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CITY OF LINCOLN   •   NEWS RELEASE   •   FOR IMMEDIATE RELEASE

Date:
April 29, 2002
For More Information Contact:
Diane Gonzolas, Citizen Information Center, 441-7831
Harry Heafer, Keep Lincoln/Lancaster County Beautiful, 441-8035

Mayor Presents Environmental Awards

Mayor Don Wesely recognized eight individuals, organizations and businesses April 26 at the 15th annual Lincoln-Lancaster County Environmental Awards banquet. The awards are presented to those who help protect and improve Lincoln's health and environment and further promote environmental stewardship to citizens of the community.

The Waste Reduction and Recycling Award recognizes efforts to reduce the amount of waste produced and to recycle. The recipient was Midland Recycling of Lincoln, which operates the largest material recovery facility in Nebraska. The firm processes all the recyclables from the city drop-off sites and participates in community events such as "Clean Your Files Week" and the "Cans 4 Books" program. which donates five cents for each pound of aluminum cans received to a designated school to purchase books. Midland Recycling has also worked with the University of Nebraska in a pilot project to see how much of the waste from a football game could be recycled. The firm recycles all plastic used at the home games and contributes the proceeds to the University’s Ecology NOW Club.

The Water Conservation Award recognizes businesses or industries for their efforts to reduce water use and/or to educate others about water conservation. This year's award was given to three organizations: the Capital Soccer Foundation, the Lower Platte South Natural Resources District and Goodyear. The three worked together to help the Capital Soccer Foundation obtain water for its soccer fields at the Abbott Sports Complex. The complex was designed so rainfall run-off would go into a three-acre pond which would be used to irrigate the 21 soccer fields. Recent drought conditions have made the pond too low for this purpose requiring the Foundation to look elsewhere for affordable water.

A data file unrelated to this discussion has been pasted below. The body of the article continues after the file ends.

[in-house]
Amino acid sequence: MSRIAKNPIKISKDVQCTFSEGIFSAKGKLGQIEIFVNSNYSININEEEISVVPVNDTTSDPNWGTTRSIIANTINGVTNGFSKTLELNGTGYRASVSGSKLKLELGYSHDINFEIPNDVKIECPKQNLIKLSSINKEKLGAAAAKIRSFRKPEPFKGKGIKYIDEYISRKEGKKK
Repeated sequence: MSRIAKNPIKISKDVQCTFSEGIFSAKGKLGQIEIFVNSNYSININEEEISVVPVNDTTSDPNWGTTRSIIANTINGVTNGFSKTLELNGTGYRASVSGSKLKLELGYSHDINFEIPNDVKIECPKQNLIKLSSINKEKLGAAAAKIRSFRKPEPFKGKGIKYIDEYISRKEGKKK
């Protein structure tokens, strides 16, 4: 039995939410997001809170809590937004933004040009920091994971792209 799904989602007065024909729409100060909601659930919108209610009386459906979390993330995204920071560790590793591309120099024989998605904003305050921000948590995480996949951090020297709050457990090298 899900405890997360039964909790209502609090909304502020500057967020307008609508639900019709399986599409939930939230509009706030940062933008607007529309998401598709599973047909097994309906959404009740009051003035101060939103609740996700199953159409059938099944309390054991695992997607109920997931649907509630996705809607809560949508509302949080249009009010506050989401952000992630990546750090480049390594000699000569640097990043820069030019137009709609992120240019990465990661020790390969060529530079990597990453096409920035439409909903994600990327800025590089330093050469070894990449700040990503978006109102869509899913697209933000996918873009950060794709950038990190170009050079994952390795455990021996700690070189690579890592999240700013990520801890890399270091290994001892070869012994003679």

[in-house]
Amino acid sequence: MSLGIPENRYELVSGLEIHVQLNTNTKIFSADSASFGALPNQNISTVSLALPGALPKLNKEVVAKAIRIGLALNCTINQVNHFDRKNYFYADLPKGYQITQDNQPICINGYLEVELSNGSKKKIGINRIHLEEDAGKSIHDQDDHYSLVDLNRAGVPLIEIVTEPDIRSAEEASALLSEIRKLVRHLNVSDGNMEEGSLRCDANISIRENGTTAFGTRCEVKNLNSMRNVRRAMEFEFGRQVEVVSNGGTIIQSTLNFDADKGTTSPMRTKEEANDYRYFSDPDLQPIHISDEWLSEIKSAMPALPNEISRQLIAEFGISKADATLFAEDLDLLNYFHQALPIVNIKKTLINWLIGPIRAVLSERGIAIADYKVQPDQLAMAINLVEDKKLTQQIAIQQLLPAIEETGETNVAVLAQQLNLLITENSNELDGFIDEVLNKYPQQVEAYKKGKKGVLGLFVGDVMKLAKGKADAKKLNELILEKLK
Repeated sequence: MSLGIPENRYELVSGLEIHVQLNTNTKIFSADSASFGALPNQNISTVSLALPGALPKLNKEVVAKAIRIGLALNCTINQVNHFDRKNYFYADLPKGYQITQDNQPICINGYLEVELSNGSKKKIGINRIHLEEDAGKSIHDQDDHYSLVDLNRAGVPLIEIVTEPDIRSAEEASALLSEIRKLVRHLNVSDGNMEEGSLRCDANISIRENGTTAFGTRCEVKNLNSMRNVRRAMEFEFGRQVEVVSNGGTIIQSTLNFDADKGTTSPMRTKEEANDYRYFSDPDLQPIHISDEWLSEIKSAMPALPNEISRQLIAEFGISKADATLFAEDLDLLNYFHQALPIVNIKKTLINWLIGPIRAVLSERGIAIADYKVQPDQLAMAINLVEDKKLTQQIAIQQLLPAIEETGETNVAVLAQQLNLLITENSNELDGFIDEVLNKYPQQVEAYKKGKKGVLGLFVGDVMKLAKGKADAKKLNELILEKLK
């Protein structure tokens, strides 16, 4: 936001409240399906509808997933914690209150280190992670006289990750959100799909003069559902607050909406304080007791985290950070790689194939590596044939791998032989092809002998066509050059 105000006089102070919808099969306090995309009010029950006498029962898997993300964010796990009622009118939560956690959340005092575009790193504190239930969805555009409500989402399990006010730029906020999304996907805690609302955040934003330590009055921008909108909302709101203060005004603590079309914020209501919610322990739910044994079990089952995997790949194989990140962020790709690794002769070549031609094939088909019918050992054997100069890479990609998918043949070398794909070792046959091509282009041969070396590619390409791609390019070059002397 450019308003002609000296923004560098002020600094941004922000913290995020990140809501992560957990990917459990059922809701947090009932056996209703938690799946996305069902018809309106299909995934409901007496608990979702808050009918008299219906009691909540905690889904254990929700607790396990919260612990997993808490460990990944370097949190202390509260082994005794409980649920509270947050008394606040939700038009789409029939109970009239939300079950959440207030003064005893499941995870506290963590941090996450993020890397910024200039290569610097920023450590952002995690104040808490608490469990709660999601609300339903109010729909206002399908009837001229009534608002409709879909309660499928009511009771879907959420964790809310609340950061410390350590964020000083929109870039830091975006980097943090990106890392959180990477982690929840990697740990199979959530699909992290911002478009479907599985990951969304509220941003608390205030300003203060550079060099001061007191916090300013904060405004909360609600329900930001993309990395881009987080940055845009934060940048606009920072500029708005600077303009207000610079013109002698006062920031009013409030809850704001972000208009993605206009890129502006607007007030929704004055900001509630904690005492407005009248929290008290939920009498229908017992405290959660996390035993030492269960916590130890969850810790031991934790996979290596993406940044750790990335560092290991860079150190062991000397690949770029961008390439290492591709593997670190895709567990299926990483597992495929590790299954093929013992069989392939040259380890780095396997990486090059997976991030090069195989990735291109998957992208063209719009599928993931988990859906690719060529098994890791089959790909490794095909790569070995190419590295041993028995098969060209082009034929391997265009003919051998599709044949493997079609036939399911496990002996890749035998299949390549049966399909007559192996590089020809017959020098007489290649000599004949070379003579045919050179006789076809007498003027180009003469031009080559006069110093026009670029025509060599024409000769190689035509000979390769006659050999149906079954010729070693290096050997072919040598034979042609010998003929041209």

Goodyear agreed to let the Foundation use cooling water discharged from its plant for watering the fields. The Lower Platte South NRD arranged for easements across the old city landfill and private land along Salt Creek to allow three miles of irrigation pipe to be installed to reach the Abbott Fields. Pumping water from the drainage ditch to the pond allows the Abbott soccer fields to be kept in good shape for the thousands of people who regularly use them.

The Clean-up and Beautification Award for improving the visual quality of our community went to Curt Donaldson for the unique, low cost, environmentally friendly bridge he built in Wilderness Park.

High water over the past several years has led to rotting wood in some of the bridges along the park’s trails. Some bridges have been washed out or removed. Donaldson researched an economical bridge design that could be built without large cranes and equipment. With the help of an engineer, he designed and built a "bow string bridge" using only hand tools, winches, and cables. He will build at least one more bridge in Wilderness Park this summer.